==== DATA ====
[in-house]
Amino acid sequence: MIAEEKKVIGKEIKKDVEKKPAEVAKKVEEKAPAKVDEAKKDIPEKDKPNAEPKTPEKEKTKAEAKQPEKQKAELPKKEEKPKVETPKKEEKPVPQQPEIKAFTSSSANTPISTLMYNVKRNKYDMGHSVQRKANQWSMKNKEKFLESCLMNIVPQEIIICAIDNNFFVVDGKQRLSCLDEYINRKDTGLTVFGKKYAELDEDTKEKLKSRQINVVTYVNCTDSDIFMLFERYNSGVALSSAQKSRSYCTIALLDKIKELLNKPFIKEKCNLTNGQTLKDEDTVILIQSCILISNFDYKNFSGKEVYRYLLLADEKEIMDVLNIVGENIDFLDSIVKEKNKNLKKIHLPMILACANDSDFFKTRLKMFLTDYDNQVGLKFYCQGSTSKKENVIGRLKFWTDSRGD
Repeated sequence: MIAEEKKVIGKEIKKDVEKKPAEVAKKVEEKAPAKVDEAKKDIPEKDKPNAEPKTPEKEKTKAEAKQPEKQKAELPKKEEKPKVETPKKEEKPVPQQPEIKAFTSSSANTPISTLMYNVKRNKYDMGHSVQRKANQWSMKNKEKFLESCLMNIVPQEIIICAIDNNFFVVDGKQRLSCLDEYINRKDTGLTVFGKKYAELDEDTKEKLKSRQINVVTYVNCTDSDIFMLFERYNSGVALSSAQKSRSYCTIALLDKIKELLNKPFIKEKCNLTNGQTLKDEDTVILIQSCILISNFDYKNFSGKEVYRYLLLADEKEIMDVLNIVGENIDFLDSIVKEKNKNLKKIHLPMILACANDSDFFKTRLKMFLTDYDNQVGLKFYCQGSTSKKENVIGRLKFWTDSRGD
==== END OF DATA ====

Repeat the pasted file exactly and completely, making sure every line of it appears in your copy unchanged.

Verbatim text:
[in-house]
Amino acid sequence: MIAEEKKVIGKEIKKDVEKKPAEVAKKVEEKAPAKVDEAKKDIPEKDKPNAEPKTPEKEKTKAEAKQPEKQKAELPKKEEKPKVETPKKEEKPVPQQPEIKAFTSSSANTPISTLMYNVKRNKYDMGHSVQRKANQWSMKNKEKFLESCLMNIVPQEIIICAIDNNFFVVDGKQRLSCLDEYINRKDTGLTVFGKKYAELDEDTKEKLKSRQINVVTYVNCTDSDIFMLFERYNSGVALSSAQKSRSYCTIALLDKIKELLNKPFIKEKCNLTNGQTLKDEDTVILIQSCILISNFDYKNFSGKEVYRYLLLADEKEIMDVLNIVGENIDFLDSIVKEKNKNLKKIHLPMILACANDSDFFKTRLKMFLTDYDNQVGLKFYCQGSTSKKENVIGRLKFWTDSRGD
Repeated sequence: MIAEEKKVIGKEIKKDVEKKPAEVAKKVEEKAPAKVDEAKKDIPEKDKPNAEPKTPEKEKTKAEAKQPEKQKAELPKKEEKPKVETPKKEEKPVPQQPEIKAFTSSSANTPISTLMYNVKRNKYDMGHSVQRKANQWSMKNKEKFLESCLMNIVPQEIIICAIDNNFFVVDGKQRLSCLDEYINRKDTGLTVFGKKYAELDEDTKEKLKSRQINVVTYVNCTDSDIFMLFERYNSGVALSSAQKSRSYCTIALLDKIKELLNKPFIKEKCNLTNGQTLKDEDTVILIQSCILISNFDYKNFSGKEVYRYLLLADEKEIMDVLNIVGENIDFLDSIVKEKNKNLKKIHLPMILACANDSDFFKTRLKMFLTDYDNQVGLKFYCQGSTSKKENVIGRLKFWTDSRGD